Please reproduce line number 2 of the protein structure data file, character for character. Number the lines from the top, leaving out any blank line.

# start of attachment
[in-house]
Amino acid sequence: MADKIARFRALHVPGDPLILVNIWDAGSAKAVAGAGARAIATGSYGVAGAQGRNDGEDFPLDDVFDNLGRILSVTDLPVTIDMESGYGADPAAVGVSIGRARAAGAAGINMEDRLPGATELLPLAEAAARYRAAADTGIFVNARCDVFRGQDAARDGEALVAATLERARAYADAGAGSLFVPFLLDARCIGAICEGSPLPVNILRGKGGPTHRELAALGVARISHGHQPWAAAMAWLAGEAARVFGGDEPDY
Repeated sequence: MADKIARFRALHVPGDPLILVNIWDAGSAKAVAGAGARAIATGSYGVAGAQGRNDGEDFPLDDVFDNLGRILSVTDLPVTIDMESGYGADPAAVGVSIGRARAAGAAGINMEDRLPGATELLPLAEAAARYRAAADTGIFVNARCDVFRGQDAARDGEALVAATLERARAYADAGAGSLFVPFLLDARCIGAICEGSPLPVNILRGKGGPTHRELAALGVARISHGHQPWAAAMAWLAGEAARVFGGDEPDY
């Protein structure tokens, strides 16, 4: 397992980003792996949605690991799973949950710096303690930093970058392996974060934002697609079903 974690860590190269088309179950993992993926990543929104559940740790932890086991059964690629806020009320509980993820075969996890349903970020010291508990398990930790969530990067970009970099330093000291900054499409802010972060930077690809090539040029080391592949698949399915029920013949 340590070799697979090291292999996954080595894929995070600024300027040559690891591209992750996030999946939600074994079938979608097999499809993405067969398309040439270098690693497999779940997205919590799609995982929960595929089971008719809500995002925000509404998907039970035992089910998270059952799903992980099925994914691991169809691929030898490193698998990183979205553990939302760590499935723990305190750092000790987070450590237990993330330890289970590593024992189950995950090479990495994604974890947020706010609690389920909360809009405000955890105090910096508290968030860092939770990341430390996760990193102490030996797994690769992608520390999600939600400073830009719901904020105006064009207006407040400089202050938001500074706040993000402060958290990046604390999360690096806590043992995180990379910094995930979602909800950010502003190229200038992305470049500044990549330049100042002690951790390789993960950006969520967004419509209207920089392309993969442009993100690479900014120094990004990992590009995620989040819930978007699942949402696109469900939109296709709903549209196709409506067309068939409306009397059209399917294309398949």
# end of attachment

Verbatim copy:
Amino acid sequence: MADKIARFRALHVPGDPLILVNIWDAGSAKAVAGAGARAIATGSYGVAGAQGRNDGEDFPLDDVFDNLGRILSVTDLPVTIDMESGYGADPAAVGVSIGRARAAGAAGINMEDRLPGATELLPLAEAAARYRAAADTGIFVNARCDVFRGQDAARDGEALVAATLERARAYADAGAGSLFVPFLLDARCIGAICEGSPLPVNILRGKGGPTHRELAALGVARISHGHQPWAAAMAWLAGEAARVFGGDEPDY